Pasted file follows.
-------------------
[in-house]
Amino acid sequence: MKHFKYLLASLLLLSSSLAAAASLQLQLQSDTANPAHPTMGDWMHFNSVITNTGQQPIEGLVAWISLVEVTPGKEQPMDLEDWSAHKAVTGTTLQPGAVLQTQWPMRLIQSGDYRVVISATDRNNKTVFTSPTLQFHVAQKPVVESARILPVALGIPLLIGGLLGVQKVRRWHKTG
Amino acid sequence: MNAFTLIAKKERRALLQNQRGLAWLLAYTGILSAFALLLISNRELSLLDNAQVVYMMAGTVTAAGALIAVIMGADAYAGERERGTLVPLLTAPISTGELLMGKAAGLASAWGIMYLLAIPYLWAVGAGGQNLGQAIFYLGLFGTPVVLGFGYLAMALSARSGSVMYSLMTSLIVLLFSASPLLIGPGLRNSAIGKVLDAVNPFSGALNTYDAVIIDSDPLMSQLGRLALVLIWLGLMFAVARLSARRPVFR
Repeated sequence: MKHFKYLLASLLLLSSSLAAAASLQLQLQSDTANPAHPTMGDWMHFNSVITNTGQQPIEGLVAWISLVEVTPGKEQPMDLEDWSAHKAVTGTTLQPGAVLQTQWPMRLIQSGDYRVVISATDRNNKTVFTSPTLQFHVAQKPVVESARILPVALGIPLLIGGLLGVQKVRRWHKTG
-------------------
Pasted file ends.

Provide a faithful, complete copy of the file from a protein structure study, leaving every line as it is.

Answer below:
[in-house]
Amino acid sequence: MKHFKYLLASLLLLSSSLAAAASLQLQLQSDTANPAHPTMGDWMHFNSVITNTGQQPIEGLVAWISLVEVTPGKEQPMDLEDWSAHKAVTGTTLQPGAVLQTQWPMRLIQSGDYRVVISATDRNNKTVFTSPTLQFHVAQKPVVESARILPVALGIPLLIGGLLGVQKVRRWHKTG
Amino acid sequence: MNAFTLIAKKERRALLQNQRGLAWLLAYTGILSAFALLLISNRELSLLDNAQVVYMMAGTVTAAGALIAVIMGADAYAGERERGTLVPLLTAPISTGELLMGKAAGLASAWGIMYLLAIPYLWAVGAGGQNLGQAIFYLGLFGTPVVLGFGYLAMALSARSGSVMYSLMTSLIVLLFSASPLLIGPGLRNSAIGKVLDAVNPFSGALNTYDAVIIDSDPLMSQLGRLALVLIWLGLMFAVARLSARRPVFR
Repeated sequence: MKHFKYLLASLLLLSSSLAAAASLQLQLQSDTANPAHPTMGDWMHFNSVITNTGQQPIEGLVAWISLVEVTPGKEQPMDLEDWSAHKAVTGTTLQPGAVLQTQWPMRLIQSGDYRVVISATDRNNKTVFTSPTLQFHVAQKPVVESARILPVALGIPLLIGGLLGVQKVRRWHKTG